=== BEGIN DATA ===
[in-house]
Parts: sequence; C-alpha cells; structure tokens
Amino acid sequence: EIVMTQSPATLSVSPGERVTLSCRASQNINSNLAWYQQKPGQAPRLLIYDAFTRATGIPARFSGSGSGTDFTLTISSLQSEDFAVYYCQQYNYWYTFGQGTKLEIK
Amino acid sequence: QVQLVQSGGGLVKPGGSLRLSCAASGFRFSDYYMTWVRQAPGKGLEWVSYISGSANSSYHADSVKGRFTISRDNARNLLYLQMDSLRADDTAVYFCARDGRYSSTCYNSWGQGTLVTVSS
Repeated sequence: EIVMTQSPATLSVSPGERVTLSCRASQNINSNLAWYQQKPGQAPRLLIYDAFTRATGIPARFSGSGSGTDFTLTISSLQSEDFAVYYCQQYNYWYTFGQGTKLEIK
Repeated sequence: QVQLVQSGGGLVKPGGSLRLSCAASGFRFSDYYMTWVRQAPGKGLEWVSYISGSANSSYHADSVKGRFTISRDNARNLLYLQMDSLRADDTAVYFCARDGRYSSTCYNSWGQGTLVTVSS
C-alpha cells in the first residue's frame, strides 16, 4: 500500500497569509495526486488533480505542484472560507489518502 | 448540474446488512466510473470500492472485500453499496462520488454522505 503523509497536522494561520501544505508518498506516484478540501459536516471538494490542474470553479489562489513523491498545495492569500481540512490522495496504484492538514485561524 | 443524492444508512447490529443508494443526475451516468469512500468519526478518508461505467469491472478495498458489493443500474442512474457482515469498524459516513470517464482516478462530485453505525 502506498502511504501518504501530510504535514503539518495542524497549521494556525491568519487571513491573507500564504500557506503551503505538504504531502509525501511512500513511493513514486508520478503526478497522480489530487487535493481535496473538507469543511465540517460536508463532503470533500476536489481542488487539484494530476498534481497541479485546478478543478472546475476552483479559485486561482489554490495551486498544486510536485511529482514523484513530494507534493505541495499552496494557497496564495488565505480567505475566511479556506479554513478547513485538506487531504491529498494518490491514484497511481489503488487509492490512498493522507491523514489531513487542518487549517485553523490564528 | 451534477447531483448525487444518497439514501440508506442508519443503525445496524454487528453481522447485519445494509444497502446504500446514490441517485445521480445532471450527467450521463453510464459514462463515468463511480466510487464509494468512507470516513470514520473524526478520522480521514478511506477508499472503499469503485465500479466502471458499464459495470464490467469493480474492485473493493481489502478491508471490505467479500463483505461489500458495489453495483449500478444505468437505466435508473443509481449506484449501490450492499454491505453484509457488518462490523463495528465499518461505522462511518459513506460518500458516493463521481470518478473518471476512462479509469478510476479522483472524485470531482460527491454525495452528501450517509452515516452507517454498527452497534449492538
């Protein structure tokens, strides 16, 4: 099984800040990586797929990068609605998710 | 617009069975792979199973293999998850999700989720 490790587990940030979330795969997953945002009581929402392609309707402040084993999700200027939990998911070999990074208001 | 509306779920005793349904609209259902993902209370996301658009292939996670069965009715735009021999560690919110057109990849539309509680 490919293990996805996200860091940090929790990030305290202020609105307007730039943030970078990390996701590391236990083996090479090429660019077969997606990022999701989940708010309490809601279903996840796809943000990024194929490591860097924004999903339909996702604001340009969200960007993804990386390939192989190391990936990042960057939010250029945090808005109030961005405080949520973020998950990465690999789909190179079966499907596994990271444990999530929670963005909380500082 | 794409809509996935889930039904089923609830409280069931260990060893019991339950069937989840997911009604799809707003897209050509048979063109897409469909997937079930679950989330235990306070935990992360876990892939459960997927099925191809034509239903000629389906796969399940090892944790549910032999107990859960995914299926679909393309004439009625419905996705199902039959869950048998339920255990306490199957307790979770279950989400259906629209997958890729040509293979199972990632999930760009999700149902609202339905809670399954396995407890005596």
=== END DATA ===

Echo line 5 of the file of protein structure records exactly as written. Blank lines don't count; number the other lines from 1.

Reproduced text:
Repeated sequence: EIVMTQSPATLSVSPGERVTLSCRASQNINSNLAWYQQKPGQAPRLLIYDAFTRATGIPARFSGSGSGTDFTLTISSLQSEDFAVYYCQQYNYWYTFGQGTKLEIK